Israeli press review: Army reservists protest as police accused of 'losing control'
Israel's largest ultra-Orthodox party is planning to introduce a bill that would criminalise a range of activities at the Western Wall in occupied East Jerusalem's Old City, including mixed-gender prayers and "immodest attire".
The controversial bill would seek penalties against those praying at the Western Wall who do not fully adhere to ultra-Orthodox customs.
Yediot Ahronot reported that, for example, immodest dress and playing music at the Western Wall could result in a punishment of up to six months in prison and a hefty fine of up to 10,000 shekels ($2,840).
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Shas's leader, Aryeh Deri, plans to put the law to a vote, though no date has been announced. Shas is part of the government of Prime Minister Benjamin Netanyahu, who cobbled together a coalition of far-right and religious groups in December.
Netanyahu could not appoint Deri - who had previously been convicted in a tax fraud case - as the minister of interior after the Supreme Court ruled against it in January.
Yediot Ahronot reported that other acts considered illegal would include "wearing an immodest attire, providing religious services of any kind without proper authorisation, playing musical instruments, listening to music, and singing without permission, and mixed prayers ".
The holiest site in Judaism, the Western Wall is believed to be the last trace of the Second Temple. The ultra-Orthodox community, the feminists of the Women of the Wall (WOW) movement and liberal Jewish activists argue about who should implement regulations on the site.
Uriel Busso, an MP of the Shas party, defended the proposal, saying: "Would anyone think about entering a mosque dressed inappropriately? Everyone understands the sanctity of the Western Wall - we need a law that regulates this issue.
"Unfortunately, the Western Wall in recent years has become a site of conflict and protests, led by an extremist and radical group whose sole purpose is to defile the Western Wall and hurt the feelings of a majority of the Jewish people."
However, Benny Gantz, the former army chief and leader of the National Unity Party, criticised the proposal.
“No Jewish person has ownership over the holiest place of the Jewish people. The Western Wall belongs to all, religious and secular, right and left, and it is up to us to keep it as a place of unity for all people," he tweeted.
Police 'losing' control
Israel's far-right minister of national security, Itamar Ben-Gvir, harshly criticised Jerusalem police for not dispersing a protest against planned changes to the judicial system that would limit the courts' power.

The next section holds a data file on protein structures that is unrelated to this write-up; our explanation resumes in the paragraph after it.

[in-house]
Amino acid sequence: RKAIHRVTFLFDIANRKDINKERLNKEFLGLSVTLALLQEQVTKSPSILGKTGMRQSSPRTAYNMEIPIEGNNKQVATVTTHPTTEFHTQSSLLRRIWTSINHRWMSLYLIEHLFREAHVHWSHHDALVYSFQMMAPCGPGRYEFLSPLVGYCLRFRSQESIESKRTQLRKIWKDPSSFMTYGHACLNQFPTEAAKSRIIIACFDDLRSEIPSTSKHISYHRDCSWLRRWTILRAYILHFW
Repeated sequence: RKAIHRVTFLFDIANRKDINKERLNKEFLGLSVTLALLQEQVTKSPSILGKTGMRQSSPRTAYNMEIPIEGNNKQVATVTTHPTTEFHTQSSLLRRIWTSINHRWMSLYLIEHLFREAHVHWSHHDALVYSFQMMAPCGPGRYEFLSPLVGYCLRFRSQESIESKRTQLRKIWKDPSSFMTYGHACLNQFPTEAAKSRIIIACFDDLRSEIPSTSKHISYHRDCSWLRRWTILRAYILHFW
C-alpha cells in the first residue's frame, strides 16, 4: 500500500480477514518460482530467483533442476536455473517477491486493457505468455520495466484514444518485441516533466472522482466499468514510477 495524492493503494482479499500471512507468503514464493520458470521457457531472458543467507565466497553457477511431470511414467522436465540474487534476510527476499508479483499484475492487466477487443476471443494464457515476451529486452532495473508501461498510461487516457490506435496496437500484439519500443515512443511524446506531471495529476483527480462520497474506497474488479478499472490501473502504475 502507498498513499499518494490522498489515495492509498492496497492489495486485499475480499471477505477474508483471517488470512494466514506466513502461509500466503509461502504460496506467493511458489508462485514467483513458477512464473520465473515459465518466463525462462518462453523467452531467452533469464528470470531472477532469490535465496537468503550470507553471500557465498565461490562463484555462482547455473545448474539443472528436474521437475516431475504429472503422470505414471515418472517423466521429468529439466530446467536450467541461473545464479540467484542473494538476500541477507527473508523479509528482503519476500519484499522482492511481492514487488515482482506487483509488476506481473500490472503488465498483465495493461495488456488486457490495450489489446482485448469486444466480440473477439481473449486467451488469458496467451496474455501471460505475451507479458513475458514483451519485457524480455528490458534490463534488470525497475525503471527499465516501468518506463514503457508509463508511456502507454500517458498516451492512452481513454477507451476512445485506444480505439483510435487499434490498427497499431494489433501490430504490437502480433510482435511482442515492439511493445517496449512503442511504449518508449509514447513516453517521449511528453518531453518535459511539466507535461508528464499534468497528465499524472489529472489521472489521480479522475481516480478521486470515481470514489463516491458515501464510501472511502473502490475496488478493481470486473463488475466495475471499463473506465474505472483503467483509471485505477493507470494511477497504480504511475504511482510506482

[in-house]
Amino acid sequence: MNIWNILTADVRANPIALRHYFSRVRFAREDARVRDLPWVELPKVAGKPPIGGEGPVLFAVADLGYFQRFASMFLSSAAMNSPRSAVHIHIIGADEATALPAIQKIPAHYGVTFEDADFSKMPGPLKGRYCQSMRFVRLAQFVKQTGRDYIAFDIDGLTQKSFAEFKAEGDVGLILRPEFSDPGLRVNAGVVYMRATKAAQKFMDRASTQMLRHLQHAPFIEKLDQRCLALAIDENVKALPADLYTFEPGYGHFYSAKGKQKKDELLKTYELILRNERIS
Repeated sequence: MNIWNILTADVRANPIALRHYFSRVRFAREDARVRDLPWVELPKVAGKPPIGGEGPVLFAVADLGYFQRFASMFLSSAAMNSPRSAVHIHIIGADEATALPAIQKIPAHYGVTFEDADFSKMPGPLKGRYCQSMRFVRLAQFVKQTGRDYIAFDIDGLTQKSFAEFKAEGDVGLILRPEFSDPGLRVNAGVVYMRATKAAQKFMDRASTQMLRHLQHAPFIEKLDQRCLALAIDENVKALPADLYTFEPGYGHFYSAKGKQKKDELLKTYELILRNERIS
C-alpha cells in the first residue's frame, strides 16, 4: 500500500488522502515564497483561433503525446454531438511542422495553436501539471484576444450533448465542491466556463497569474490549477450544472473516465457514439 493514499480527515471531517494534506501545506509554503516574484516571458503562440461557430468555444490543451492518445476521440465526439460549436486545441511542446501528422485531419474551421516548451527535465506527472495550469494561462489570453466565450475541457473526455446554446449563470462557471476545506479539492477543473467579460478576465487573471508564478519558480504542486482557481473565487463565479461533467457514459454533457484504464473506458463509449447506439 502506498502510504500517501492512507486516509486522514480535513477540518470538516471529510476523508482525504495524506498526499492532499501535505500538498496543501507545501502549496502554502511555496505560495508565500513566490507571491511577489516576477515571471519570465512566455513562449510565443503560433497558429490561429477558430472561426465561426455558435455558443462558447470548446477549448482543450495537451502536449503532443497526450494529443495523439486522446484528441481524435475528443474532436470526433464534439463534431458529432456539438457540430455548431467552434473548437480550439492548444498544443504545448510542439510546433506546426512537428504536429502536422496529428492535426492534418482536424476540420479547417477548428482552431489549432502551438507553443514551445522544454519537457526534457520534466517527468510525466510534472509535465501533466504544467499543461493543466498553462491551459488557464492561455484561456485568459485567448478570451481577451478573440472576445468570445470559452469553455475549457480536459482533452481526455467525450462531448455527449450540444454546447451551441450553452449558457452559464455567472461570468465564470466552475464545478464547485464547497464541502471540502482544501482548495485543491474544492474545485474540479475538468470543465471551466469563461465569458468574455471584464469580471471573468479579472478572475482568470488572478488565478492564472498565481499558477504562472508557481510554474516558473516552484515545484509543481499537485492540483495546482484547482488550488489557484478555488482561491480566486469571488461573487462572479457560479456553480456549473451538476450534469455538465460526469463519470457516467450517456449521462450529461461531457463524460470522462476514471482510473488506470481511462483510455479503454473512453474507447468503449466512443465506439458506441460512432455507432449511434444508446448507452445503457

Ben-Gvir accused Israeli police of “losing control of the city to a group of anarchists" after 400 protestors marched in West Jerusalem on Thursday evening.
Some 100 pro-government activists clashed with the protestors, the Times of Israel reported.
Ben-Gvir said that "an event in which tyres were burned next to the prime minister’s apartment, the Jerusalem-Tel Aviv highway was blocked and the city’s light rail was blocked; these are all most serious incidents that police forces were present at, however, they received an explicit order not to enforce the law and not to confront the rioters".
Protestors gathered in the Rehavia neighbourhood on Thursday evening, where Prime Minister Benjamin Netanyahu is living while waiting to renovate his official residence. Two people were arrested.
Israeli police said it allowed “the freedom to demonstrate and freedom of speech in accordance with the law”.
Ben-Gvir summoned Doron Turgeman, the Jerusalem District Police Commander, for a "clarification" meeting on Thursday evening.
However, Kobi Shabtai, the Police Commissioner, had defended the officers and Turgeman for "standing firm standing firm and exercising discretion in handling the protest".
Army reservists protest
Hundreds of Israeli army reservists completed a three-day protest march against the judicial planning reforms set up by Netanyahu's government.
The march, which started on Wednesday from Latrun town, reached the Supreme Court in Jerusalem on Friday.
The procession is one of many that have been happening weekly since January. Hundreds of thousands of Israeli have protested in Tel Aviv and Jerusalem against the limiting of the judiciary's power.
Critics of the reforms labelled it a "coup", which would damage democratic values in the country as the government would have the power to strike down decisions by courts and legal advisors in ministries, with a slim majority vote in the Knesset.
Retired Major General Tal Russo told Ynet news: "I hope that we will manage to somehow hold it back, and insert some sense into this gang of out-of-touch people who are leading the judicial overhaul."
Army reservists, soldiers, and graduates of military colleges had steered away from engaging in politics for years. However, in the past few years, they have joined the wave of demonstrations in the country.
Israeli press review is a digest of news reports not independently verified as accurate by Middle East Eye.
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